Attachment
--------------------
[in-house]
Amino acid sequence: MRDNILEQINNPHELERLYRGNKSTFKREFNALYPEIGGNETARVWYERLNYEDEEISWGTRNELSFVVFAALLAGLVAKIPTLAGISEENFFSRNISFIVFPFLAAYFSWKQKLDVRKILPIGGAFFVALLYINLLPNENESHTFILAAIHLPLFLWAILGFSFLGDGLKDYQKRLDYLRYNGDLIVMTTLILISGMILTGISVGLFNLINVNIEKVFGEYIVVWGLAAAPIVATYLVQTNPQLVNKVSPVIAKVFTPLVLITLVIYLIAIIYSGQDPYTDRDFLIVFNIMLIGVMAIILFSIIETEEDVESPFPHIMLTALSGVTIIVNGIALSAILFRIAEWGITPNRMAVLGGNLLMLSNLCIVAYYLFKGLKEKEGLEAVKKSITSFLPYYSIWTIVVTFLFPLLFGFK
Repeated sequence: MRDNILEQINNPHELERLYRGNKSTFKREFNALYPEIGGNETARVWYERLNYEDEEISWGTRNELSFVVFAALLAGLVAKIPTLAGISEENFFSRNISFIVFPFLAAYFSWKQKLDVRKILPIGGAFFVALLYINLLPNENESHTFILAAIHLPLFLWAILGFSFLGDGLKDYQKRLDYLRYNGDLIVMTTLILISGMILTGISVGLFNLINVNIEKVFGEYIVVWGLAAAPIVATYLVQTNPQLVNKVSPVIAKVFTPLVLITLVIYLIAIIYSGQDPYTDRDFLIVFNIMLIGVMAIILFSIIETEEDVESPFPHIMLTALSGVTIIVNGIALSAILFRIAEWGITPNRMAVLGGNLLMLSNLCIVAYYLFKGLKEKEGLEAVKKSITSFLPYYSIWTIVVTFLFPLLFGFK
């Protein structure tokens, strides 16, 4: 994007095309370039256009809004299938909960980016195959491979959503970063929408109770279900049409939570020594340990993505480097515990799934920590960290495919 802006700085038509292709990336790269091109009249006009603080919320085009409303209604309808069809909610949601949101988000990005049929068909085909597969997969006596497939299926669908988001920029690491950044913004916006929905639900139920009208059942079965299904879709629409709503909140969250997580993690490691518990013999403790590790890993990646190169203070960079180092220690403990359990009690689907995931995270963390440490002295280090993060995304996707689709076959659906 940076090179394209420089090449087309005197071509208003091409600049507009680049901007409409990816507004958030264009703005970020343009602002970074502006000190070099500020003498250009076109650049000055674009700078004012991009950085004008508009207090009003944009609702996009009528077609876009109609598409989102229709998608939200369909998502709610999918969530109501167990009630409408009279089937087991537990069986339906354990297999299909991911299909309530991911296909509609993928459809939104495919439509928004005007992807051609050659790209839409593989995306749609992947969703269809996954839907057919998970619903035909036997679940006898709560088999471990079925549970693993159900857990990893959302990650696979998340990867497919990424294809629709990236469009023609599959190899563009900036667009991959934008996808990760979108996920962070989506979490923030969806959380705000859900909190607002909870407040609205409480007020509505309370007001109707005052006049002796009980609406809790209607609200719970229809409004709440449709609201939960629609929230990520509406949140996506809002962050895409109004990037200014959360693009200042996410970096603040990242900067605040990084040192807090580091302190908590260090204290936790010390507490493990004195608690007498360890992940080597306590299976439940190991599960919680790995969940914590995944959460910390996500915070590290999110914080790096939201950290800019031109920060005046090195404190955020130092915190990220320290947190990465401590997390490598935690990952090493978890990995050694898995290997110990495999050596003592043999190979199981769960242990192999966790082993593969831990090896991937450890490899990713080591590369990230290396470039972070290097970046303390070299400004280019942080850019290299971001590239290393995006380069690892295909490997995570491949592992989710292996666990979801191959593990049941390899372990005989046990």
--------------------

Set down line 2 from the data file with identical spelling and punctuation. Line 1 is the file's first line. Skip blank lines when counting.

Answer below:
Amino acid sequence: MRDNILEQINNPHELERLYRGNKSTFKREFNALYPEIGGNETARVWYERLNYEDEEISWGTRNELSFVVFAALLAGLVAKIPTLAGISEENFFSRNISFIVFPFLAAYFSWKQKLDVRKILPIGGAFFVALLYINLLPNENESHTFILAAIHLPLFLWAILGFSFLGDGLKDYQKRLDYLRYNGDLIVMTTLILISGMILTGISVGLFNLINVNIEKVFGEYIVVWGLAAAPIVATYLVQTNPQLVNKVSPVIAKVFTPLVLITLVIYLIAIIYSGQDPYTDRDFLIVFNIMLIGVMAIILFSIIETEEDVESPFPHIMLTALSGVTIIVNGIALSAILFRIAEWGITPNRMAVLGGNLLMLSNLCIVAYYLFKGLKEKEGLEAVKKSITSFLPYYSIWTIVVTFLFPLLFGFK